I am really not sure what False Bay will look like by Sunday so will make an early call on launching. We will however launch out of Hout Bayon Saturday and watch some of Cape Town’s top surfers ride the monster high speed slopes that Dungeons will produce.
Let me know if you want to come on the boat on Saturday, and whether you’d like to be notified of any dives that may take place on Sunday if the conditions pan out.
We ventured out to Long Beach last weekend and found the conditions to be less than ideal: surgy, especially for a 10 year old student, and with 3-4 m visibility. Winter diving is around the corner and we look forward to improved conditions.
The forecast for the weekend is not that great. The visibility is reasonable, but there is currently a 17 second period swell in False Bay and that won’t do much to maintain the viz. Saturday looks to be the best option for boating, but an early start is needed as the wind picks up around midday. I will make the call late tomorrow afternoon as to whether we have launch weather or not. Text, email, call, or Whatsapp me if you want to dive.
This is also a good opportunity to remember what a privilege it is to dive with the cowsharks by viewing a video Jerrel recently compiled from footage taken at the site just over a year ago. We have a cowshark diving protocol as a reminder of how we approach this amazing dive.
Dive gear sale
Monty of Scuba Culture is having a stock clearance sale, so if you’re in need of a hose, a cutting tool, or something else shiny or cool, contact him to find out what he’s got available.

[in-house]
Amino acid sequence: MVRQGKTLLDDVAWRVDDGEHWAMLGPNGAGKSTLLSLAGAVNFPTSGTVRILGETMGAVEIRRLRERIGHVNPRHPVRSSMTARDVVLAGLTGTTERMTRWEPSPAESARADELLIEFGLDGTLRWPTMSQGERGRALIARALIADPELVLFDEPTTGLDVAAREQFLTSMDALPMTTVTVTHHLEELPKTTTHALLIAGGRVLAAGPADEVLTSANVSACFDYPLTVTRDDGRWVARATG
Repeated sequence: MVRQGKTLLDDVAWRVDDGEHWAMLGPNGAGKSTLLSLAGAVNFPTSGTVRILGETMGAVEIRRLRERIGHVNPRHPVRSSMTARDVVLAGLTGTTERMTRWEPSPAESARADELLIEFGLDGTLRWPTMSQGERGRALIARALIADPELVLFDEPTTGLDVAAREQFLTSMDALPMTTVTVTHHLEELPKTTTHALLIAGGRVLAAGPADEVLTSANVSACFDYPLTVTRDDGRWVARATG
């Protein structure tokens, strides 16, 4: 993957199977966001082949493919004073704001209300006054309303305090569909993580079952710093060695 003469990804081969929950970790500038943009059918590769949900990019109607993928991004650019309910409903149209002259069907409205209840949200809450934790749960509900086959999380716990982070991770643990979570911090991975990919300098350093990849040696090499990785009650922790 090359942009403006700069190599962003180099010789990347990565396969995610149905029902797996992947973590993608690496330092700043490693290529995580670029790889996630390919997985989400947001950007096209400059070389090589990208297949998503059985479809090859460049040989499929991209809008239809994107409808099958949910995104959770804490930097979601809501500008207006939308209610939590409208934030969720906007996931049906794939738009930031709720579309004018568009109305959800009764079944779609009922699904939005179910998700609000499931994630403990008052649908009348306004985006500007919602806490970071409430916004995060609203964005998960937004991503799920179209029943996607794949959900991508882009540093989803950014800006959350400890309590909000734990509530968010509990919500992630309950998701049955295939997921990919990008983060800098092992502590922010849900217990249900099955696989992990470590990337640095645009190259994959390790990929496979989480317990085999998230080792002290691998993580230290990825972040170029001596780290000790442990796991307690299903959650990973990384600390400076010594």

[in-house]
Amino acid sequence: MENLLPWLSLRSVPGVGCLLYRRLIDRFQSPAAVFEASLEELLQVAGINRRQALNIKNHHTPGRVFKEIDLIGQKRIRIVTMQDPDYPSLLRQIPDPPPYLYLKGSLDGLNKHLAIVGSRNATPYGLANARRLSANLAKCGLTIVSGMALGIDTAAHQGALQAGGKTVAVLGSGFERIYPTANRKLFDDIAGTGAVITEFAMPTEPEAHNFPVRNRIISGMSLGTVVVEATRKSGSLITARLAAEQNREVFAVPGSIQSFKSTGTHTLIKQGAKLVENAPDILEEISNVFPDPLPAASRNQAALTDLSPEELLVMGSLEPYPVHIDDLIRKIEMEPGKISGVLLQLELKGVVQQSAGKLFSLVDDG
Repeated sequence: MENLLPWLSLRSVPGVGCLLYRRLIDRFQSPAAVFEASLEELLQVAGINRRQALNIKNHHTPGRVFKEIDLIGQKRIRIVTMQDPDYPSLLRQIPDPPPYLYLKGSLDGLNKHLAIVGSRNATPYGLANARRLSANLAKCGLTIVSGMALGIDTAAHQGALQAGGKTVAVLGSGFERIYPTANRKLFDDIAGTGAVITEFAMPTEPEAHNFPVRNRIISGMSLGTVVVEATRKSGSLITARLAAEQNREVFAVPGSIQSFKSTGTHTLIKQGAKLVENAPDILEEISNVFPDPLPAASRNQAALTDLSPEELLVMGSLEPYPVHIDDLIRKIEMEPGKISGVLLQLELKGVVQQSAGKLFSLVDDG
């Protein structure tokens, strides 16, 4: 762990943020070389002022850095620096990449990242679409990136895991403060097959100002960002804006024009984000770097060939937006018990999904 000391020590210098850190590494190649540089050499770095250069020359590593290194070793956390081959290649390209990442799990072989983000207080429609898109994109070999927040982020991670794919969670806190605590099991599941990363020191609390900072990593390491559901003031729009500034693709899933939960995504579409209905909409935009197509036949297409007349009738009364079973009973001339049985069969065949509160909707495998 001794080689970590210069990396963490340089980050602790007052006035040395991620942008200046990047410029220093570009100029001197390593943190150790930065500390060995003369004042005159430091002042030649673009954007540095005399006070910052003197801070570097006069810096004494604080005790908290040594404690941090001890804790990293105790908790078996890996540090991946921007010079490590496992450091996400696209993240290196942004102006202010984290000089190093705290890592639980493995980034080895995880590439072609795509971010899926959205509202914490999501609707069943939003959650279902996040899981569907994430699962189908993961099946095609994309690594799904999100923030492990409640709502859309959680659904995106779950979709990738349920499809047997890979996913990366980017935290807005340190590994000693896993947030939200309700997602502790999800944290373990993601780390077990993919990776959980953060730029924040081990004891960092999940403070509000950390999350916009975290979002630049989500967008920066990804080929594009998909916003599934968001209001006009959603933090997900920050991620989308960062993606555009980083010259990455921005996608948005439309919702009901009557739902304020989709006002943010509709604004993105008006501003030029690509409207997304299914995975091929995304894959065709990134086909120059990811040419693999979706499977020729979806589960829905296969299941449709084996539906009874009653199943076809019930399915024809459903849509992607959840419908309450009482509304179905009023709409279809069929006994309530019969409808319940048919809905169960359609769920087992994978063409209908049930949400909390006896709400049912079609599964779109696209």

Please remember to bring your permit to dive in a marine protected area with you when you come for a dive. Ideally they should be on the boat with you when you come diving (as that’s where they’ll get checked). If you don’t have a permit, the post office can help. We also have temporary permits available, valid for a month, but not very cost effective.
It’s not uncommon to come across marine wildlife – seabirds, seals, turtles – apparently in distress. This is not always the case, so before you mount a complex and dangerous rescue mission, or try to provide help where none is needed, it may be wise to get an expert on the telephone to help you determine whether it really is necessary. Fortunately there is a range of 24-hour wildlife hotlines to choose from, depending on what species you are dealing with.
Seals with plastic or fishing line around their necks should be reported to the Two Oceans Aquarium (if the seal was spotted around Cape Town harbour or the Waterfront), or, more generally to the SPCA Wildlife Unit on +27 (0) 21 700 4158/4159, or +27 (0) 83 326 1604 after hours and on weekends. Unfortunately the odds are your seal is probably not going to get the help it needs if it isn’t in the port of Cape Town or at the Waterfront; this doesn’t mean you shouldn’t do your darndest to advocate on its behalf.
You can help to deal with this problem at its source by retrieving any loops of plastic that you see floating in the water when you’re on a boat. Hout Bay harbour is a particular cesspit of plastic pollution, and with a nearby seal colony it’s a recipe for disaster. Cutting through any closed loops on plastic items (such as beer can holders) that you recycle or dispose of yourself also ensures that should the plastic end up in the wild, it won’t entangle an animal.